Woman's life 'changed completely' after vaginal hysterectomy, gynaecologist tells inquiry
An obstetrician gynaecologist says a woman’s life “was changed completely” after a vaginal hysterectomy by a doctor who faces allegations of poor professional performance.
The allegations relate to Peter Van Geene and rise from vaginal hysterectomies performed by him on four women at the Aut Even private hospital in Co Kilkenny between April 2009 and October 2011.
In the second day of evidence, the Medical Council fitness to practice inquiry heard evidence from Prof Ray O’Sullivan in relation to two patients who have made the allegations - Helen Cruise who has waived her right to anonymity, and another patient known as Patient A.
Prof O’Sullivan is a consultant gynaecologist and also served as clinical director at St Luke’s Hospital in Co Kilkenny and was a colleague of Mr Van Geene for a time.
He told the inquiry committee he wrote to the Medical Council in relation to Ms Cruise, and Patient A, who gave evidence yesterday, with concerns he had following procedures undertaken by Mr Van Geene.
Prof O’Sullivan said it was “unusual to have a number of patients” present themselves following this type of procedure by the same clinician.
He said Ms Cruise had been seen at St Luke’s, prior to the procedure and that she had a “major problem” with incontinence and was suffering with a prolapse on the front wall of vagina and bladder problems.
She was scheduled to have the prolapse repaired and a hysterectomy at St Luke’s Hospital.
However through the Treatment Purchase Fund the patient was taken off the public waiting list at St Luke’s and received the procedure instead in the Aut Even hospital in August 2011.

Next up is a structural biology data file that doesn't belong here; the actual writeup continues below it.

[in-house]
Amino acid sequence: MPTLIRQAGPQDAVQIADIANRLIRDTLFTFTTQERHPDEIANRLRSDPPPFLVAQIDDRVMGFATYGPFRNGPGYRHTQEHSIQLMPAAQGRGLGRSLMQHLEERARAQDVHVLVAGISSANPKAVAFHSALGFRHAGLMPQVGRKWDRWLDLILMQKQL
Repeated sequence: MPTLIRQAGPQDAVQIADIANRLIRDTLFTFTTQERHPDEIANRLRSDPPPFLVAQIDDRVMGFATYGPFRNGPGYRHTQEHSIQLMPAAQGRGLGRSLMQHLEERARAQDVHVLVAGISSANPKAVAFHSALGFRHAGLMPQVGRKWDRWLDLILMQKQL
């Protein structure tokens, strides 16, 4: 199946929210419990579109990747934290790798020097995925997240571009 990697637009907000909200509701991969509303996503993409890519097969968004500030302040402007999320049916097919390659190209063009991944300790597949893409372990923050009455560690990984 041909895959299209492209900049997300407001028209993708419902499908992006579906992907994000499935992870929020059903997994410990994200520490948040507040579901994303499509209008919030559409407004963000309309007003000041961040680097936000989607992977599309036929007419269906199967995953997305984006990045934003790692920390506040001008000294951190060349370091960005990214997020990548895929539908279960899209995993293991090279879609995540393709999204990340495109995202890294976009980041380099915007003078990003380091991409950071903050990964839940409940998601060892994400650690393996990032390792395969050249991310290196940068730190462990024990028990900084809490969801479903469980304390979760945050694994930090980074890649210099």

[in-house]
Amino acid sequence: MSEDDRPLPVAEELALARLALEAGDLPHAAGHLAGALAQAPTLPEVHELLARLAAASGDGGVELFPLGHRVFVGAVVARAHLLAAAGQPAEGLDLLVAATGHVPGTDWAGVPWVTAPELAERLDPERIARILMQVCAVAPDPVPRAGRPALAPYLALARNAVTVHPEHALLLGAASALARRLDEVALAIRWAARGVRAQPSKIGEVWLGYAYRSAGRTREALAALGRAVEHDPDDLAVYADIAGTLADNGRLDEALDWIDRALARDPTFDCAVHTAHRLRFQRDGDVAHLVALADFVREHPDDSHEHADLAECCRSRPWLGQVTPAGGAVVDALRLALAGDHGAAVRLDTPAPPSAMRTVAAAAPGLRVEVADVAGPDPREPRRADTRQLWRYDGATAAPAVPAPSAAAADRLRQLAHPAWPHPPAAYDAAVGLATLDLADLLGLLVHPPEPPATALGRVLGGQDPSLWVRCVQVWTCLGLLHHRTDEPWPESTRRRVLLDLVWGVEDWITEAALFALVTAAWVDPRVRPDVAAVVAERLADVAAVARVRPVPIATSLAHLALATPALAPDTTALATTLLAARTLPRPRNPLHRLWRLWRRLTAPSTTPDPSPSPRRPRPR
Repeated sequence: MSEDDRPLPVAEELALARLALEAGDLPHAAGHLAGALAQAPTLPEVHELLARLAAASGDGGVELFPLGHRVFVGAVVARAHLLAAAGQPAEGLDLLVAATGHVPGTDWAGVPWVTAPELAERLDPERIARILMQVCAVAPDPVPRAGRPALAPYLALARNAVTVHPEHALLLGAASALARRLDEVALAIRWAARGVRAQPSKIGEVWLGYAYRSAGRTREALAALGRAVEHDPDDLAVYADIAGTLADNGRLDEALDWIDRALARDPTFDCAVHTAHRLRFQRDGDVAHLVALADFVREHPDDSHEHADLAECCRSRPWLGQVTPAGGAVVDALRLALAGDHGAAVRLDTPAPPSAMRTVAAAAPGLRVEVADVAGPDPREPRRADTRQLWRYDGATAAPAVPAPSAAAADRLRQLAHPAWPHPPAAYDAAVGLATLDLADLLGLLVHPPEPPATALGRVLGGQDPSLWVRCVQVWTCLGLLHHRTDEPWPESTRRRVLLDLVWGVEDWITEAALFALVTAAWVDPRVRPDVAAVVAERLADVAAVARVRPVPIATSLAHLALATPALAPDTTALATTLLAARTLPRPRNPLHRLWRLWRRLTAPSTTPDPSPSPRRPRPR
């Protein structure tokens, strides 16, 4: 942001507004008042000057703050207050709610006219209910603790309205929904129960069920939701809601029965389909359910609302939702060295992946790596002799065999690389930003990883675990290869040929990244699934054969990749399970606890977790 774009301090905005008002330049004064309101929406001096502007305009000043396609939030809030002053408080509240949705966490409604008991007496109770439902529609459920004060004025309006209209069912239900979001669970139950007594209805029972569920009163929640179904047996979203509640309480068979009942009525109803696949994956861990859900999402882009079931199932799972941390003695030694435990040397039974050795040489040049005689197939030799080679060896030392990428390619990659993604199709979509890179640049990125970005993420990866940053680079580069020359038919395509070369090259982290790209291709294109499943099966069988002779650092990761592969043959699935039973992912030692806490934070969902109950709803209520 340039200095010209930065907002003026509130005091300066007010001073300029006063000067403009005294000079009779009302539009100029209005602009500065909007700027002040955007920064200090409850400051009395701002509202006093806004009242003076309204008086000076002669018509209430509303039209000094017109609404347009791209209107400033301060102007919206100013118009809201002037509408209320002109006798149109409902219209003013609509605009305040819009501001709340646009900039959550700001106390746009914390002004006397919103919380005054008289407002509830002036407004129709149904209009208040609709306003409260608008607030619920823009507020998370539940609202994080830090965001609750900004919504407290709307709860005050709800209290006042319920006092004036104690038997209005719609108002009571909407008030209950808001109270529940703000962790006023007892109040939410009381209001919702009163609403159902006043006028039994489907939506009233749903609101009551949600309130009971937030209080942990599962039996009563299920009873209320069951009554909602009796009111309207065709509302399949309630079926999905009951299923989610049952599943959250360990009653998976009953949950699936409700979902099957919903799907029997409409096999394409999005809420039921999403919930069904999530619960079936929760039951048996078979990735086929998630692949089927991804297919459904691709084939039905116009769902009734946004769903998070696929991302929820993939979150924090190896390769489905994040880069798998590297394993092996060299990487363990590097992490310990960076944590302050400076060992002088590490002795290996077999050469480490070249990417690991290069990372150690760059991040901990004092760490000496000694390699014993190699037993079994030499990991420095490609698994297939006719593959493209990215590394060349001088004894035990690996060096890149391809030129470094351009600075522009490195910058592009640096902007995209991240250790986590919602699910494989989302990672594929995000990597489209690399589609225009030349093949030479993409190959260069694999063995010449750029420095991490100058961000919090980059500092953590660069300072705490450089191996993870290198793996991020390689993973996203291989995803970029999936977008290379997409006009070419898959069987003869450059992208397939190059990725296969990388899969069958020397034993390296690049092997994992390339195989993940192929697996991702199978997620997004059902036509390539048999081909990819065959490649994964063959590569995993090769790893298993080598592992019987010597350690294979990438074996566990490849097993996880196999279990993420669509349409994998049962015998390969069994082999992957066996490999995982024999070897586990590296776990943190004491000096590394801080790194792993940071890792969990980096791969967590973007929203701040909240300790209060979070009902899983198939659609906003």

Prof O’Sullivan said a problem with the fund was that his patients often have their procedures elsewhere and he would not see them again until after “and we wind up trying to fix them”, he said.
Prof O’Sullivan said he did not see Ms Cruise again until after her surgery when she presented at the St Luke’s coronary care unit suffering with infections and blood loss. She also had abdominal pain.
He added that the patient’s life had been “completely changed” by what happened and “certainly she’s no better and possibly worse” after the procedures.
“She has gained absolutely nothing”, he added under questioning.
Under questioning by the committee, Prof O’Sullivan said it was “unusual” that post-operative bleeding would occur following a procedure like this one.
The committee also heard evidence from Prof Des Winter who saw Patient A after her hysterectomy.
He said the patient told him a fistula, or hole between the vagina and the bowel, that had developed was because of the surgery
However Prof Winter said that while he took the patient on her word, there was nothing he saw which proved the fistula was caused by the hysterectomy.
“A temporal relationship doesn’t imply a smoking gun,” he said.
The inquiry is continuing with Ms Cruise due to give evidence later today.